Eternal September, the rise of amateur culture exhibition at Aksioma, curated by Valentina Tanni. From internet folklore to the deja vu “on the screen” an exploration of “amateur culture” quickly corroding certainties. http://www.aksioma.org/eternal.september/index.html
Arteleku-Diputación Foral de Gipuzkoa, ISBN 8479075082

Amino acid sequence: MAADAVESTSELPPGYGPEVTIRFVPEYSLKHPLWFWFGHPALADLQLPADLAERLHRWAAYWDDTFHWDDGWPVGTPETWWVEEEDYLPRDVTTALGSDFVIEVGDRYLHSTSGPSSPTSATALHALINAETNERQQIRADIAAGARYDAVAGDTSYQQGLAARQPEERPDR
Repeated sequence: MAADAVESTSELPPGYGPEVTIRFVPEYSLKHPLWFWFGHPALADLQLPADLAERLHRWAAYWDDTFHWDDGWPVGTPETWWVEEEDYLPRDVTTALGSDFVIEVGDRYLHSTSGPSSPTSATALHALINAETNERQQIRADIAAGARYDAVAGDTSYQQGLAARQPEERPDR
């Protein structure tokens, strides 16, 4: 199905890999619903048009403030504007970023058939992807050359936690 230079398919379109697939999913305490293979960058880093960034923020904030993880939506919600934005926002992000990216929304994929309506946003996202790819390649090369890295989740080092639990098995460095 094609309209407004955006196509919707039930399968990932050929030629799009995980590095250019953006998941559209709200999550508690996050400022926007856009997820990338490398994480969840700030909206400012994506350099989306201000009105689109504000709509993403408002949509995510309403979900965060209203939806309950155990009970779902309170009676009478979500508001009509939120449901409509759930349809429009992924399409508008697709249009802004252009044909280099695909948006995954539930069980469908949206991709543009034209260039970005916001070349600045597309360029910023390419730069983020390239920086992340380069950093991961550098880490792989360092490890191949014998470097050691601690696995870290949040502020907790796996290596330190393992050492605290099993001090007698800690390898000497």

The relationships between paper and pixel are really strategic for the publishers, even more if they’re among the independent ones, and definitely more if their products deal with the digital culture. Mag.net is just this: a network of five magazines whose slogan (“collaboration is better than competition”) has marked the personal history of five members (3/4 Revue [sk], Mute [uk], Neural [it], Springerin [at] e Zehar [es]). Actually the summa of the collective experience is that a ‘formal’ network dies quickly (as happened to many other similar cases in the same field), because being independent means sometimes not being able to find time and energies to deal with collective decision-making processes, killing even the better intentions. Instead letting the different members free to take up dynamic initiatives, involving some of them, lead to new synergies in a new pragmatic form, and this book is in fact a physical proof of that. The contents include a history of the network, reflections on the paper / electronic publishing relationship (including the new possibilities on the print-on-demand techniques), analysis and alternative strategies to reserve rights on intellectual electronic works, some cases of media preservation, and some peculiar phenomena related to the respective magazines’ originating territories. A sum of materials that emphasizes the motto ‘think globally, act locally’ in the fertile ground of the electronic cultural publishing.